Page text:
The James Webb Space Telescope (JWST) was completed in 2016 and was originally scheduled for a 2018 launch. However, thanks to the JWST’s complicated construction process, the assembly had to be delayed until 2019. Further variables in 2019 and 2020 forced NASA to rethink their timeline and not for the first time. The JWST actually began development in 1996 and was expected to be in earth’s orbit by 2007. But due to issues in development, most of the project was thrown out and had to be redesigned almost from scratch in 2005.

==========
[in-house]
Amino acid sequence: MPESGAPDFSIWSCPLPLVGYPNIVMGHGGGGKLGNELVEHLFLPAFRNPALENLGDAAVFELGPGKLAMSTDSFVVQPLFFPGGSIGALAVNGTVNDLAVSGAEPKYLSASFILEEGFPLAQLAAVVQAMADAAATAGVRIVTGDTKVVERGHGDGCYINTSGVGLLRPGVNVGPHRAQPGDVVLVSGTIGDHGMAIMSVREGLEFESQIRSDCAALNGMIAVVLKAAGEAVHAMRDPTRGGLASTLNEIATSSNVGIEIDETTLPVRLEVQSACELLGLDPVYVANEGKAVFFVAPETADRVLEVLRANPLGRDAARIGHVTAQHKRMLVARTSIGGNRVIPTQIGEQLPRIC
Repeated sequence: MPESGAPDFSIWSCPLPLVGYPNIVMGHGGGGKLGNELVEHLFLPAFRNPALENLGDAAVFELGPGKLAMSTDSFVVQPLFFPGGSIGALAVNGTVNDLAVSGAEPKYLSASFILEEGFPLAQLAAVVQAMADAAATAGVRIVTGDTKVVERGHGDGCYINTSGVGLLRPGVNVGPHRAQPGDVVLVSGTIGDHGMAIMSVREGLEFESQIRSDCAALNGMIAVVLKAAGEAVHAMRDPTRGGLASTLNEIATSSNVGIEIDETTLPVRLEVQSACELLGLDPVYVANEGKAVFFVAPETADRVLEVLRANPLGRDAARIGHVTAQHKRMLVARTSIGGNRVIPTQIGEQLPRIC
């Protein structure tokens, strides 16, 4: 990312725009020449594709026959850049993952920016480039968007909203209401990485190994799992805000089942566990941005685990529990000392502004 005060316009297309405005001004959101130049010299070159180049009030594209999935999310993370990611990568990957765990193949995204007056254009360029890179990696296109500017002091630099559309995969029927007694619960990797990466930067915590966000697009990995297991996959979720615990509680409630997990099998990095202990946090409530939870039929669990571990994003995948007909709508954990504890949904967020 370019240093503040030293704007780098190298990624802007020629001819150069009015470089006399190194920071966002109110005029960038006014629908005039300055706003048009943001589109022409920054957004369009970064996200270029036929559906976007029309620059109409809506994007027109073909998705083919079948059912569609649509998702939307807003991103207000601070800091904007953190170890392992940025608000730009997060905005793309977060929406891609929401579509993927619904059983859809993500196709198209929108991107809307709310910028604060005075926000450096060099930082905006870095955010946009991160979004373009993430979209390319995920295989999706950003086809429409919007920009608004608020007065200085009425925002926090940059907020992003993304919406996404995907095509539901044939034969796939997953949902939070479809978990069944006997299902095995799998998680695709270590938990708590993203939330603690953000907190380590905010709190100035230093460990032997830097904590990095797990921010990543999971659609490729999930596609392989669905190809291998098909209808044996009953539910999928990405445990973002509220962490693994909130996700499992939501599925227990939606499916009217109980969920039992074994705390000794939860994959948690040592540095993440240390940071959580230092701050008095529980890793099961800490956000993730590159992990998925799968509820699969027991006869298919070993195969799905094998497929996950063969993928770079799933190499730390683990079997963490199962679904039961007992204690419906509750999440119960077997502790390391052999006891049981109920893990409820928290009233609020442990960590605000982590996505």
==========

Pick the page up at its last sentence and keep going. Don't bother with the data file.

Despite decades passing since its initial development stage, the telescope is just as necessary as it was in 1996. Spiritually, it is the successor to the Hubble Space Telescope, though with a larger mirror and a greater focus on low-frequency monitoring, especially that of the infrared variety. The hope is that the JWST will be able to detect early galaxies that even the Hubble Telescope can’t see. The complications arise due to the JWST requiring extreme cold so as not to interfere with its infrared sensors.
The hope is that the telescope will help illuminate the early universe and assist astrophysics where the Hubble just wasn’t enough. NASA has even gone far enough to imply that the JWST possibly could give answers to cosmic mysteries that have long eluded them.